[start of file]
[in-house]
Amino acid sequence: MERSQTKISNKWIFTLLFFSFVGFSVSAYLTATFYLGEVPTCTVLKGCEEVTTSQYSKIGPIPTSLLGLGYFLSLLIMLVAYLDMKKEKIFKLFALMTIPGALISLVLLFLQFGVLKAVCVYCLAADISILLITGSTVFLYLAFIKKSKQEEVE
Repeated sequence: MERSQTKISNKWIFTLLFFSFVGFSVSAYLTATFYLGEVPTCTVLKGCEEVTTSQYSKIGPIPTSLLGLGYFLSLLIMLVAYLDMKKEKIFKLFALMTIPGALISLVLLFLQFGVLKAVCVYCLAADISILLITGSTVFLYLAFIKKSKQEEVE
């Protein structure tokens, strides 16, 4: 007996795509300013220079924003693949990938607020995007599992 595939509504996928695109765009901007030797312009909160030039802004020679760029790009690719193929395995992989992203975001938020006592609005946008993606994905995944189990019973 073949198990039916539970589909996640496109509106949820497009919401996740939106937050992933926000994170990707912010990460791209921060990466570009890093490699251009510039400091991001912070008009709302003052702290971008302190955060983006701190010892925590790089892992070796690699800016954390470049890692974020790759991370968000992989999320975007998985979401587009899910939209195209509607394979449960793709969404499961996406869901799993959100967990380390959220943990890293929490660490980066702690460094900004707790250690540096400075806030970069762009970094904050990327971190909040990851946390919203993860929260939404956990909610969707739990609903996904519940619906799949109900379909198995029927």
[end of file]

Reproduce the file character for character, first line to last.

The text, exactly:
[in-house]
Amino acid sequence: MERSQTKISNKWIFTLLFFSFVGFSVSAYLTATFYLGEVPTCTVLKGCEEVTTSQYSKIGPIPTSLLGLGYFLSLLIMLVAYLDMKKEKIFKLFALMTIPGALISLVLLFLQFGVLKAVCVYCLAADISILLITGSTVFLYLAFIKKSKQEEVE
Repeated sequence: MERSQTKISNKWIFTLLFFSFVGFSVSAYLTATFYLGEVPTCTVLKGCEEVTTSQYSKIGPIPTSLLGLGYFLSLLIMLVAYLDMKKEKIFKLFALMTIPGALISLVLLFLQFGVLKAVCVYCLAADISILLITGSTVFLYLAFIKKSKQEEVE
């Protein structure tokens, strides 16, 4: 007996795509300013220079924003693949990938607020995007599992 595939509504996928695109765009901007030797312009909160030039802004020679760029790009690719193929395995992989992203975001938020006592609005946008993606994905995944189990019973 073949198990039916539970589909996640496109509106949820497009919401996740939106937050992933926000994170990707912010990460791209921060990466570009890093490699251009510039400091991001912070008009709302003052702290971008302190955060983006701190010892925590790089892992070796690699800016954390470049890692974020790759991370968000992989999320975007998985979401587009899910939209195209509607394979449960793709969404499961996406869901799993959100967990380390959220943990890293929490660490980066702690460094900004707790250690540096400075806030970069762009970094904050990327971190909040990851946390919203993860929260939404956990909610969707739990609903996904519940619906799949109900379909198995029927």